brain food. Read horticultural and
agricultural reports and instructive
papers, in which is embodied the
accumulated experience, to lead to
success. Jacob Faith, in Smith's
f ruit farmer.
An exchange says that the raw
tli.tt. puts her feed on her back in-
stead of into the bucket, had better
be converted into beef.
President Gilbert, of the New
York Dairy Association, says this
is the way lie makes premium butter:
'•As soon as the milk is brought in-
to the creamery, it is put into Coolev
cans, 12 per cent of water added lint
enough to raise the milic to os-, and
is then put into the tanks and eooled
down to 4~>' and sets for eleven
hours. The cream is ripened fur
twenty-four hours, being first
, warmed up to 70- in winter. I
regular and no attempt was made to, . . '. ,
" 1 churn in winter at OR* and in summer
transact business of any character. al ou, As Koon as tlu> Gutter
Several important lnattiTH were sejierateM, 1 a<l<l cold water t< the
discussed after which the meeting ' mass to crystalizc the grains, then
was turned into a regular "Demo- ,lnuv "tF tlu' mixed ,m,u'r
Always full and complete. The people
surpassed for Wear and Style.
irniT riVT/' 1
our Silt IKS and SLIl'PEHS are un-
FOR MEN AND
No business was transacted at
the meeting of tlu- Territorial
Central Committee held in (Suthrie
Thursday week. The member.-;
present were :ill < f the opinion that
the call of the com mitten? was not
And Children in all tin
Latest Styles and No?eltier
An endless varie.CV in
Groceries and Flour Sold as Cheap as
any House in Kingtishcr County.
cratic love feast," all democrats
present participating. Resolutions
were adopted strongly endorsing the
fur appointment of Gov. Kenfrow,
about Marshal ^'v an(' Judge Dale after
Be- which the meeting adjourned.
I In i'i i/j/inj.
We were called upon last Monday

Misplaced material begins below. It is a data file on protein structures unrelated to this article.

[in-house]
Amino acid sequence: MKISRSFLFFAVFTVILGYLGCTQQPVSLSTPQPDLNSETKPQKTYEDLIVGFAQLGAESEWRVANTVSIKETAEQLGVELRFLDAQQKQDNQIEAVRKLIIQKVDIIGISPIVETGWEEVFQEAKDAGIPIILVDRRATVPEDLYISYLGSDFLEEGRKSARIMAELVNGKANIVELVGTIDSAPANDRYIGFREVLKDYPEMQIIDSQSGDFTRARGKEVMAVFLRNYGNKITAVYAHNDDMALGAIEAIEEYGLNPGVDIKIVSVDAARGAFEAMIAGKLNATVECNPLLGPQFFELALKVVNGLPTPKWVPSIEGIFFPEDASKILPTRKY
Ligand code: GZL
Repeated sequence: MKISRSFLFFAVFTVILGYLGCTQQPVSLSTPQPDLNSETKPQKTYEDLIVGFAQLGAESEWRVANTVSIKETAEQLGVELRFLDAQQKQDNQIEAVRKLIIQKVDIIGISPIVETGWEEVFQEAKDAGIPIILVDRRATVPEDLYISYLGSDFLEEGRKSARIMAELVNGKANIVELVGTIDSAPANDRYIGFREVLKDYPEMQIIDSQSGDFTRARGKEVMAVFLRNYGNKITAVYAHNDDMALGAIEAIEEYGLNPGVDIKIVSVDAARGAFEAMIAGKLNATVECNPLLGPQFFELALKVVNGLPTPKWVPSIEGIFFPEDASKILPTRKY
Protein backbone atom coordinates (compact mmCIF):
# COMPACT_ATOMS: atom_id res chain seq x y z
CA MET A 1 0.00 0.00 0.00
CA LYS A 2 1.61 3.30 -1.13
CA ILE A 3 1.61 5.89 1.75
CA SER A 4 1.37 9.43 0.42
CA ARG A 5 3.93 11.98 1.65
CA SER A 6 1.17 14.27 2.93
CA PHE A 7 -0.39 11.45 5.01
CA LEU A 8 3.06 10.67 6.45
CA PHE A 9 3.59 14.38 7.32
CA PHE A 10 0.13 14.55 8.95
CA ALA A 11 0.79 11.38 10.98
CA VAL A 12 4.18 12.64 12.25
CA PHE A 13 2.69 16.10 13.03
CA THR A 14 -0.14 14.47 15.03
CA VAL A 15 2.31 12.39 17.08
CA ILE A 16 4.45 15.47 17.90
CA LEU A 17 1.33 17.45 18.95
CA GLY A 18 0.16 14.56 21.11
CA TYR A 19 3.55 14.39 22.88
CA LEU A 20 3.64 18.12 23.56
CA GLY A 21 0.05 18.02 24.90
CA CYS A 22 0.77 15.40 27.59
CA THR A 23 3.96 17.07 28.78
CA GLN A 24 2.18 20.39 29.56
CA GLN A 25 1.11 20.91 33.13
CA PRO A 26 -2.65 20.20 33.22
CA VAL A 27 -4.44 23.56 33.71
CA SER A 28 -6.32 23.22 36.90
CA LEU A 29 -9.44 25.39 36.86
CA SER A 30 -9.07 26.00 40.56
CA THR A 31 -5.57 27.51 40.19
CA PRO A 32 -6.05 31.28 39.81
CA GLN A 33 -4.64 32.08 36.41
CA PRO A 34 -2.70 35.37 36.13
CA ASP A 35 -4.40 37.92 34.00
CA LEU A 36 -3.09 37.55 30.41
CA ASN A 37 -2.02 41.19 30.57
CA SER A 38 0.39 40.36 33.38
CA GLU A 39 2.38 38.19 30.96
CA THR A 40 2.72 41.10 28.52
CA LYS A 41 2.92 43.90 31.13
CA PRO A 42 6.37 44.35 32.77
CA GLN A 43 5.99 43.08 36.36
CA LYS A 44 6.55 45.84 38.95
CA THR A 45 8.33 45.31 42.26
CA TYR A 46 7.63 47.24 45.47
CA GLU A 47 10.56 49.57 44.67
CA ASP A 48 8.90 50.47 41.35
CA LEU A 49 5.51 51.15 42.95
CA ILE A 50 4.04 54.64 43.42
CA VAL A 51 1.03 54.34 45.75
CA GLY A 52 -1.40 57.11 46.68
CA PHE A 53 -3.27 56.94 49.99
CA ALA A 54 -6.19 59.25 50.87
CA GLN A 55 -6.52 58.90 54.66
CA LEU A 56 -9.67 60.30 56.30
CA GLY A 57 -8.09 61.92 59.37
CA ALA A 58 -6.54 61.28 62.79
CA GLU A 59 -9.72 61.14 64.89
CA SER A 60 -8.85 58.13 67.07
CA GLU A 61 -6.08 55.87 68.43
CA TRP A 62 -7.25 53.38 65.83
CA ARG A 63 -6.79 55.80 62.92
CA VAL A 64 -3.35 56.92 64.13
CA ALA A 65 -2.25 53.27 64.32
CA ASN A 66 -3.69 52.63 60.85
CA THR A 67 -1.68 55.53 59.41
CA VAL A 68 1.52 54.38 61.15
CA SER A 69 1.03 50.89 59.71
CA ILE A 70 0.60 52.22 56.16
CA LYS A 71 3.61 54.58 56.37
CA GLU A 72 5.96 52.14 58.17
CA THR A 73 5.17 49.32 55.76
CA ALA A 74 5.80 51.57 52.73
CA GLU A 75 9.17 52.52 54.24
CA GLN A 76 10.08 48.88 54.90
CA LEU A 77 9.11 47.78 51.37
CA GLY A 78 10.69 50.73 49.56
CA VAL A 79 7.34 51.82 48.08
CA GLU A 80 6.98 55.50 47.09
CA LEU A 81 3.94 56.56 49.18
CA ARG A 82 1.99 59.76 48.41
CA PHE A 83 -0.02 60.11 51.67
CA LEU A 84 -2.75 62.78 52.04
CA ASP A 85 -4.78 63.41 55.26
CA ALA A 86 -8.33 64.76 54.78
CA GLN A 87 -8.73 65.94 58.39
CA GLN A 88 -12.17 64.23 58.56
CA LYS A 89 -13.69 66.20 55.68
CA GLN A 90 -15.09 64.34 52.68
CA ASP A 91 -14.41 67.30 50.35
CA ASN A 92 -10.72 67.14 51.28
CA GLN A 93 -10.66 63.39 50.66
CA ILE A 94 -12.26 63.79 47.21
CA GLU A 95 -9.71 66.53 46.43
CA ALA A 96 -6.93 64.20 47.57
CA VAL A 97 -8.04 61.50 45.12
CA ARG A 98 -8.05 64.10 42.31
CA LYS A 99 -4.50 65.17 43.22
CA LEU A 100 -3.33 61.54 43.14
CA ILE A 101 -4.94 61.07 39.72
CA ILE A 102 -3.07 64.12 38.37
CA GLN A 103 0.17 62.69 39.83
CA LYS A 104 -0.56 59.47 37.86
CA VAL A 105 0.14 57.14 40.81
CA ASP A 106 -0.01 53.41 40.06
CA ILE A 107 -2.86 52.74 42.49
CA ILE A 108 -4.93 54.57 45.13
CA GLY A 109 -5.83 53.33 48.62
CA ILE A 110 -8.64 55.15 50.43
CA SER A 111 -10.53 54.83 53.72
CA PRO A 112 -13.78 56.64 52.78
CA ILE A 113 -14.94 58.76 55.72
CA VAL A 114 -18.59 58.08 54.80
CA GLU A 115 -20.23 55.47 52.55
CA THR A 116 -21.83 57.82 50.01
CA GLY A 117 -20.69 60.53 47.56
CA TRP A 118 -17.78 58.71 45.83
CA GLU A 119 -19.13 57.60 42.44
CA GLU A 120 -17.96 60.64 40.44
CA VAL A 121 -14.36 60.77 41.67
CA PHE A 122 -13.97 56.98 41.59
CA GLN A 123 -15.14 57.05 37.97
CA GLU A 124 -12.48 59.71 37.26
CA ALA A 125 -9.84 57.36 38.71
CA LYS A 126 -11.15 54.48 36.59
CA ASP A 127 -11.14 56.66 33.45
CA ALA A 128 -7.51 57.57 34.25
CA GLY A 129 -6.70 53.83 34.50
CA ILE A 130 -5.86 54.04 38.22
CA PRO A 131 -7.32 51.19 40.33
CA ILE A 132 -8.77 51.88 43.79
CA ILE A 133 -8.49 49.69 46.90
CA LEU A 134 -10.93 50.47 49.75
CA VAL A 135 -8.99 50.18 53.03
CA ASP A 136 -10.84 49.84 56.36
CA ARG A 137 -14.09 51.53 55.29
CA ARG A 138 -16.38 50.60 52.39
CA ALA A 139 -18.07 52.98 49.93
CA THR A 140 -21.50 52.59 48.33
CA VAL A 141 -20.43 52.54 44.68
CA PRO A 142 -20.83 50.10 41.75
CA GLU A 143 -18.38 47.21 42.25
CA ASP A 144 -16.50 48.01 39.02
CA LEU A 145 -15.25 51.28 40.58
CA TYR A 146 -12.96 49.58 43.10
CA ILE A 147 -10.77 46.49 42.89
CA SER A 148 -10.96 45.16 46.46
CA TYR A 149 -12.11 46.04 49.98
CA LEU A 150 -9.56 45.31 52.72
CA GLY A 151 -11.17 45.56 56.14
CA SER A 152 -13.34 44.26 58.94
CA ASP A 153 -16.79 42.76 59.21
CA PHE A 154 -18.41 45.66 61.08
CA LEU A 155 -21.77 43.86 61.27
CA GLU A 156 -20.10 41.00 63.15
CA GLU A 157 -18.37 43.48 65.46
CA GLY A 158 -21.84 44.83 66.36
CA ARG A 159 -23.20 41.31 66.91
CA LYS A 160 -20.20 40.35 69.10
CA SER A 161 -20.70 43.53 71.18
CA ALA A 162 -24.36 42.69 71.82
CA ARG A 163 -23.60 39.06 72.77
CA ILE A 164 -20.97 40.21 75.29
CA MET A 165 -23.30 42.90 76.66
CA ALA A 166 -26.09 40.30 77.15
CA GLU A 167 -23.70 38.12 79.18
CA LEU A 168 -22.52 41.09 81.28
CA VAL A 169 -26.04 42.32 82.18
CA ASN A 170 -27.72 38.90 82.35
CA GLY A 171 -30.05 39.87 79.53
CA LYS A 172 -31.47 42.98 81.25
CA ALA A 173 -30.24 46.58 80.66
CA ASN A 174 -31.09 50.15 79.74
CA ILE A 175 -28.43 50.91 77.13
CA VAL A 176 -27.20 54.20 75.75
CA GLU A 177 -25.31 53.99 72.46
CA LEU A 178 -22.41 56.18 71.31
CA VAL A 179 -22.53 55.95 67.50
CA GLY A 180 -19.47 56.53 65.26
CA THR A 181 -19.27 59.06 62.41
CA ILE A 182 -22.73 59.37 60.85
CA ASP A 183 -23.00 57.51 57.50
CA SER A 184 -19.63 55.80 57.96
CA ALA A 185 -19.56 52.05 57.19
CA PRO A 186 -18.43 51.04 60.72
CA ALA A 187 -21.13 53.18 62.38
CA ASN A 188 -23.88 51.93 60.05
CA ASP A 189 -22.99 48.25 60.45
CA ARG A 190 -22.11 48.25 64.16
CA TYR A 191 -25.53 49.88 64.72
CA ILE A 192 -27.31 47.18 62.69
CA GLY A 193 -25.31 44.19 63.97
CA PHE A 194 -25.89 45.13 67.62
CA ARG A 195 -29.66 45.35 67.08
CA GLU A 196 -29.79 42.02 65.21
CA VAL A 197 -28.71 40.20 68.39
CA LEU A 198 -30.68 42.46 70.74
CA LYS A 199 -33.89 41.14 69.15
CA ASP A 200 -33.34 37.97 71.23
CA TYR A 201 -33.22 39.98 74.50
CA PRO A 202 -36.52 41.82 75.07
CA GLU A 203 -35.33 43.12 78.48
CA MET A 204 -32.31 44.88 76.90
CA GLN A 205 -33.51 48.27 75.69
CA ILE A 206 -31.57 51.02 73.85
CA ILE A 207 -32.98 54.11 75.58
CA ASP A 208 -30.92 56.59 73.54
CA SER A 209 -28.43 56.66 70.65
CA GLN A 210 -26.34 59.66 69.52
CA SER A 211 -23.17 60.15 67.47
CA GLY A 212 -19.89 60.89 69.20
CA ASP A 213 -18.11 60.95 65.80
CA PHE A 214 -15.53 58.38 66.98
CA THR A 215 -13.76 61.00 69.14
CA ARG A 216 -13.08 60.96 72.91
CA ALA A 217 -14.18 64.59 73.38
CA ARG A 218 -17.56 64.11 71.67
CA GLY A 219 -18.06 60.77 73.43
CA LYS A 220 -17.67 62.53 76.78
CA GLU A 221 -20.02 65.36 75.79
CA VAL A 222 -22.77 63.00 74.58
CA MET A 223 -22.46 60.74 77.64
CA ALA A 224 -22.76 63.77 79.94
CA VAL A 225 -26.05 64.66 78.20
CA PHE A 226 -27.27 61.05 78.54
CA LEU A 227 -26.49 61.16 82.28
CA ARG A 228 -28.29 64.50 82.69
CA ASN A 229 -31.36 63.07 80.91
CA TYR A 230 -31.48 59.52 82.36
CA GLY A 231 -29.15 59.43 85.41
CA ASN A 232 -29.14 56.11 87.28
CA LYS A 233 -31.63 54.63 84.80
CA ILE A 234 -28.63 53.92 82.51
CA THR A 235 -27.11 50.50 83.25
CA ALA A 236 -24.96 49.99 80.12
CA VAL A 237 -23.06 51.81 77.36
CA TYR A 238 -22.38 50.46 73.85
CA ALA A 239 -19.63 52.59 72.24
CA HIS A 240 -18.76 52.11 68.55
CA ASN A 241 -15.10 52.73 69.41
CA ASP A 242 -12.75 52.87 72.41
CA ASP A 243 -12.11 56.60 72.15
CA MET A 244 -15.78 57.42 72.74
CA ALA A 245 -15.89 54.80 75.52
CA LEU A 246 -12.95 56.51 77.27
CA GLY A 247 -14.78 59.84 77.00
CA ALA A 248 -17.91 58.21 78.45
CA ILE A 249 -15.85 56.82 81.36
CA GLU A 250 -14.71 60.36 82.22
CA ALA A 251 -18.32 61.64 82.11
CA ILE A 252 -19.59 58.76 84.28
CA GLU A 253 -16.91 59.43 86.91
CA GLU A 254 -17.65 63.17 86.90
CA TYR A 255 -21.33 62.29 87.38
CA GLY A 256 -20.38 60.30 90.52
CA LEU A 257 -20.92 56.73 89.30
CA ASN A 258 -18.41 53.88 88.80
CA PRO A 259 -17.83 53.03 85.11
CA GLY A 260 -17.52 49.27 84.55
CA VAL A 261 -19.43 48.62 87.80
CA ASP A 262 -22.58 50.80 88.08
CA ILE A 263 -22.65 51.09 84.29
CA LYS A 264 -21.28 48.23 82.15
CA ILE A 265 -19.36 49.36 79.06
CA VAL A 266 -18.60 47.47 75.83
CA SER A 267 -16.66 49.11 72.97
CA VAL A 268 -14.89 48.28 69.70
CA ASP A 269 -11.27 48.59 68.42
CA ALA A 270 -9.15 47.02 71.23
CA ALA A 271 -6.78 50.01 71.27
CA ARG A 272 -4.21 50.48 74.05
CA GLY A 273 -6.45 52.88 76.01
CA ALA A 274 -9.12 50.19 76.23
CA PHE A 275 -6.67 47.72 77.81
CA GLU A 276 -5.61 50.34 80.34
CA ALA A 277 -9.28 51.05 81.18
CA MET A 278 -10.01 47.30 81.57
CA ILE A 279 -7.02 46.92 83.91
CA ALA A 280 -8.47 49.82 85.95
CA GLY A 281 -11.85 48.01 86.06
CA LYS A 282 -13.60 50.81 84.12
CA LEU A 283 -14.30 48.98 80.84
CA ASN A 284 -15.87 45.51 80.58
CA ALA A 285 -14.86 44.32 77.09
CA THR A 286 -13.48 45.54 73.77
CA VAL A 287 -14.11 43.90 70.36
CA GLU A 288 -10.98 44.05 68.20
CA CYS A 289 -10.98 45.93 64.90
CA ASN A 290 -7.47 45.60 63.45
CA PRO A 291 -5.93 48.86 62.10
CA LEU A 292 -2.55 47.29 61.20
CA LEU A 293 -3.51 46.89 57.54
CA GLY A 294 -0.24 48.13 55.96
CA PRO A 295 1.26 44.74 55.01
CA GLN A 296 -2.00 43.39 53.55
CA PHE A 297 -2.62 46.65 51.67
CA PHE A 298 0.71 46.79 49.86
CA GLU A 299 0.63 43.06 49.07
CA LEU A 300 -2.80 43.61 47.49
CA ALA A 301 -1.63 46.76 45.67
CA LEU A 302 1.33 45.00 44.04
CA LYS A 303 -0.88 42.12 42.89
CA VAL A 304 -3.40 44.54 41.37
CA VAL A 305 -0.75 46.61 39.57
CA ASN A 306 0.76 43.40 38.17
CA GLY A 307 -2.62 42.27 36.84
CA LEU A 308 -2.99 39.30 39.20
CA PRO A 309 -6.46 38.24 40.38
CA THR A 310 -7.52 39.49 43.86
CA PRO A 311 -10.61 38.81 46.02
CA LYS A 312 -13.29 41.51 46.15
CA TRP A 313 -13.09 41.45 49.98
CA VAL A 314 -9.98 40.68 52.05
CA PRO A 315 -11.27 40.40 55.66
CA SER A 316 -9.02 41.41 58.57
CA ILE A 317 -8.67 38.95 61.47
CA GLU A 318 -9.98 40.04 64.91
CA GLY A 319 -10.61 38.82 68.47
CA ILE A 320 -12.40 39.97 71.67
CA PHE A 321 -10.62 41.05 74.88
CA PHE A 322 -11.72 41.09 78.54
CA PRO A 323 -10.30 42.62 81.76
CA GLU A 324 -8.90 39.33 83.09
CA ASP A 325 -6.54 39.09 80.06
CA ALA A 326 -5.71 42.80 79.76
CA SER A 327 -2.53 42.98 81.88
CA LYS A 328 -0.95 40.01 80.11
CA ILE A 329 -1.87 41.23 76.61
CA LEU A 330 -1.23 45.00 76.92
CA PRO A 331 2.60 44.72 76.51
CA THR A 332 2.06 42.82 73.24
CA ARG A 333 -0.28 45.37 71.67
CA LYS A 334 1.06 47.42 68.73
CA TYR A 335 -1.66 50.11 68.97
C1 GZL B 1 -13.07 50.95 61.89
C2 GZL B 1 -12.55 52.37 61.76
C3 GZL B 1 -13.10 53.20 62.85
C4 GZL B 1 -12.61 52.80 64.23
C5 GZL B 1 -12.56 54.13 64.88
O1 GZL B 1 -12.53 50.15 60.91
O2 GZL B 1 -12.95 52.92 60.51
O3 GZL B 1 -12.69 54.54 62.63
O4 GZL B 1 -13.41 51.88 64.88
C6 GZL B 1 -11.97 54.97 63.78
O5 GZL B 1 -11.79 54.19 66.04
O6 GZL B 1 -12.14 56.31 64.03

morning to witness one of the most
loathsome and humiliating spectacle
of our life, i . the remains of Mr.
J. W. Keith who had suddenly and
from causes unknown died in a little
shack on Cleveland avenue. His
body was discovered ou Monday
morning in a sitting posture on the
fioor of his little house, leaning
against a box partially dressed and
one foot bare and a penknife in one
hand hut no marks of violence on
his person. It is believed that the
posture was assumed in trimming
an ingrown nail and that he was.
seized by cramping of the heart
causing death. He had perhaps
been dead 4H hours when discover-
ed. Mr. Keith was an inoffensive,
in l^ooil man hailing from Eldorado,
Kansas, from whence his wife sum-
moned by telegram arrived in
Guthrie this Tuesday morning.
The deceased was a member of the
M. E. church and also of the
Ancient Order of United Workmen,
of which order his widow is the
beneficiary of two-thousand dol-
lars.—West and South.
i more water until the water shows
no trace of butter milk. Butter
should bp at 00* to properly salt and
work over. I use three-quarters of
an ounce of salt to the pound and
pack direct from the workers."
The American Agriculturist says:
"Those who want to make dairy
cows do their best must, in some
way, provide clover pasture in
summer and clover hay in winter.
The cow is doing hard work when
she converts her food into milk, and
ought not to be required to •hustle'
much for her living. If it takes hi
all day to get three square
she cannot do what she would really
like to do in the milk producing
line, hut when she stands half deep
in fragrant clover and has only to
take a few nips for a 'well-balanced
ration' and then lies down with a
grunt of content anil meditatively
chews her cud, she will do justice
to her pedigree and show what she
was made for. Clover seed is high
and likely to be higher, but clover
seed is the one thing that the pro-
gressive farmer must have, no matter
what it costs. If he grows his own
seed, so much the bet* T, but he
must sow it, if lie his to buy at the
seedmen's prices."—Home, Field
We always pay the Highest
(is at the A'ei r Prick, the Finest and Best Lighted St orr Room
ome and si'(
Old a-horn a.
H. CRIDER #■ CO.
NEW LUMBER YARD
Near the Mill
I Have all Kinds of Lumber, Lath and Shingles, jflotild-
Doors, Screen Poors, 'Paper and everything usual/;/
kept in a First ('/ass Lumber Yard.
J. B. KEI N, Mgr.
Hennessey Hardware do.
<\l URY .7 COMPLETE LINE OF
If you want double duty for every
dollar and every penny go to Cox
Bros. Racket Store.
Shelf# Heavy HARDWARE,
.Veir I'la no Hinder with fly wheel. Old Hickory Wagons.
Hulen at the !lennrs r\j #1« tel.
If you find the mosquctoes arc bad
you will find the cloriform in a
biicKet on the shelf.
Gents going to bed with their
pants on will be charged extra.
Three raps at the door means that
there is murder in the house.
Please register your name on the
wall that we may know you have
The other leg of the bed is in the
closet, if you need it.
Crap-shooting strictly forbidden.
If that hole in the window is too
To Whom It May Concern:—